New Crowdfunding and Giving Days Model Finds Growing Success Among Orthodox Jewish Nonprofits

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A new crowdfunding and giving days model from crowdfunding platform Charidy has developed an increasingly popular equation for success: heft of major donors + 24-hour-only campaign + all-or-nothing funding contingency = 100 percent campaign success rate (according to the crowdfunding platform), notes a recent story in the Chronicle of Philanthropy.moshe hecht

charity logo 2Here’s how Charidy makes the math work:

  1. Each nonprofit sets a goal for how much it will raise in small gifts from individuals during a 24-hour fundraising campaign.
  2. Prior to the launch of the campaign, each nonprofit must line up three financially capable donors who each pledge to match every small-donor dollar raised, greatly increasing the funds raised for the nonprofits.
  3. If the small-donor goal isn’t met during the 24-hour event, sorry–organization $0, and donors receive a refund.

The Charidy crowdfunding model, similar to Kickstarter in its all-or-nothing aspect, was designed with the donors in mind, says Moshe Hecht, Charidy’s co-founder and chief fundraising specialist:

The donors want a sense of impact, so we quadruple their donation….They want a sense of community, so everyone gets noticed in the campaign. They also want a sense of urgency and excitement for the organization, so it’s 24-hours, all or nothing.

alarm clockBut the stakes get higher with Charidy-hosted giving days, which they claim are a first for Jewish organizations. So far, the site has hosted three pilot giving days–all organizations involved have exceeded their goals. This likely made them particularly grateful for their fellow nonprofits’ success, since the all-or-nothing approach applies to all of the participating groups. In other words, if one group can’t reach their crowdfunding goal in time, none of the others receive their pledge money, either.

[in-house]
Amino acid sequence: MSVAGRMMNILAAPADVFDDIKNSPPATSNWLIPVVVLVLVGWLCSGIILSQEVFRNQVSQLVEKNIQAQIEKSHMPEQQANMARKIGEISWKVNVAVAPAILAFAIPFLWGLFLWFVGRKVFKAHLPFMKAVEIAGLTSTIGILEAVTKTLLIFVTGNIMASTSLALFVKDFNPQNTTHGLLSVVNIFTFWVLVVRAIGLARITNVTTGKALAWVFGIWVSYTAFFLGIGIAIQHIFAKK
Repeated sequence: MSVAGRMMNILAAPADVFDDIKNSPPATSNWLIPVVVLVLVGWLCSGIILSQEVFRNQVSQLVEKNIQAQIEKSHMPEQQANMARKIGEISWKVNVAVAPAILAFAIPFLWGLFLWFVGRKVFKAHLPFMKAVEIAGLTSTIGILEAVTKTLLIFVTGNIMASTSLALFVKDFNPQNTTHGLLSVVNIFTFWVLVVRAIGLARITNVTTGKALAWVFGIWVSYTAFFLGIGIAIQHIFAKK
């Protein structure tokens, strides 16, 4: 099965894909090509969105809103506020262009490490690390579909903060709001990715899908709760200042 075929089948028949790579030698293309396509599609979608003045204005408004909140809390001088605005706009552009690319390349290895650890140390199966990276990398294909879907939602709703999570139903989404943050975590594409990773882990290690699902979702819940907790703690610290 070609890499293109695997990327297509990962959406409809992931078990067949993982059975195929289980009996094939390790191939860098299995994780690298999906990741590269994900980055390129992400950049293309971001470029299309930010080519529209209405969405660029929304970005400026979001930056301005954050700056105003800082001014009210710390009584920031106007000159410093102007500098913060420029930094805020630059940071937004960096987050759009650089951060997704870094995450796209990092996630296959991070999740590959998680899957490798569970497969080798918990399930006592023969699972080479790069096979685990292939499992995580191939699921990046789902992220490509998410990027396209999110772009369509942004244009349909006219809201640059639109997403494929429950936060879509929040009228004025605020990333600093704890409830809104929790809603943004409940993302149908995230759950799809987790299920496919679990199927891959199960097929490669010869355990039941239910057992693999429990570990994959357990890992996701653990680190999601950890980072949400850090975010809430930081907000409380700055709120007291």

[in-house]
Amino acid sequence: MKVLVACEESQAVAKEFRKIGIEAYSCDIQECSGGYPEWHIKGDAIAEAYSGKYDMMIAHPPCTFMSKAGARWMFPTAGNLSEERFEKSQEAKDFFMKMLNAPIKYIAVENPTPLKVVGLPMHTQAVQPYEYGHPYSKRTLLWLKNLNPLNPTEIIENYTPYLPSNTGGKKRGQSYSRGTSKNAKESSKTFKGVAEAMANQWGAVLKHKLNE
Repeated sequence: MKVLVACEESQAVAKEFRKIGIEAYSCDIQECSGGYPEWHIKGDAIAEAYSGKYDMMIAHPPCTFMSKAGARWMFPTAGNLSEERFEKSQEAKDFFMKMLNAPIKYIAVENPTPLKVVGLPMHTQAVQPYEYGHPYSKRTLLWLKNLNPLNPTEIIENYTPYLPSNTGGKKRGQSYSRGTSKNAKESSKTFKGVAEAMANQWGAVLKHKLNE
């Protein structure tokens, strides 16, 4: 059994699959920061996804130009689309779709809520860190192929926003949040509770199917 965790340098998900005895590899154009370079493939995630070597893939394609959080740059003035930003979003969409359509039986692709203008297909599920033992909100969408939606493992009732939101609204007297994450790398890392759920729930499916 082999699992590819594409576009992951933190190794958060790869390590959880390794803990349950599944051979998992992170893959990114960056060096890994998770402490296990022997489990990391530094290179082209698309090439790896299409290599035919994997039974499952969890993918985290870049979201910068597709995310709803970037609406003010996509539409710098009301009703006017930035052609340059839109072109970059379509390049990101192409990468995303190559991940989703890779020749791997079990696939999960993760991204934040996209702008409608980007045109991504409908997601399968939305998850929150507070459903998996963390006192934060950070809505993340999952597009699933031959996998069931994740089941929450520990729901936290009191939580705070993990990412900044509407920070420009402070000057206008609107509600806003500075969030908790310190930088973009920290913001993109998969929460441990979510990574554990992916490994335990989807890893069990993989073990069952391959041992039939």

But Charidy’s giving days continue to succeed, even as the combined goals for giving days have increased, from $1 million during the first giving day, to $1.5-million at the second event, and the third event, last week, generated over $3.4 million for 16 Jewish human-service organizations.

Hecht notes,yehuda gurwitz

Giving days are going to be a big part of our growth and a big part of our mission.

In contrast to events such as Giving Tuesday, in which thousands of non-profits with a variety of causes encourage donations, giving days hosted by Charody have all involved 52 or fewer organizations. It’s worth noting that, according to the Chronicle,

Though the platform was not built just for Jewish groups, the creators, two Chabad Jews in Brooklyn, started with their friends and their organizations so the primary client base has been in the Jewish community and is moving outward from there.

On average, donations to the Charidy platform that don’t occur on giving days are just over $100. During giving days, this figure jumps up by about 25 percent, Hecht says. For comparison, on Give Local America, the largest nationwide giving day, which is not conducted on Charidy, the average gift size was $113, according to the Chronicle.

#GivingTuesday razooPart of the success of giving days and campaigns launched on Charidy is likely due to how Charidy works with charities seeking to run a campaign on the platform. The groups go through a vetting process to ensure that they’re setting an ambitious yet attainable goal, says Yehuda Gurwitz, Charidy’s co-founder and chief executive. Each campaign is assigned a fundraising specialist to assist along the way, and Charidy also offers a webinar training series, a checklist of steps to take before and during the campaign and marketing materials.charidy first event

From successful campaigns, Charidy takes 2.9 percent of the funds raised to Charidy in addition to standard credit-card processing fees. Nonprofits that do not meet their funding goal, though this has not yet happened, are not obligated to pay a fee.

One thing that particularly stood out to Rabbi Yitzchok Lowenbraun, national director for the Association for Jewish Outreach Professionals, who helped organize the first Charidy giving day, was how people gave to organizations that were further from their goal, even if they were affiliated with a different group.

yitzchok 2One of the most beautiful things was that everyone was pulling for everyone else….It was an experiment, and my hope was that we’d learn how to do it, we’d be successful, and we’d be able to grow it and do it better in the future.

It’s also worth noting that Charidy’s website offers a “donate to all” option. By donating there donations are quadrupled and equally dispersed and to all incomplete campaigns. Most recently, the platform hosted a giving day with a $2.854 million cumulative goal, in which 16 campaigns received a total of $3,442,950 .

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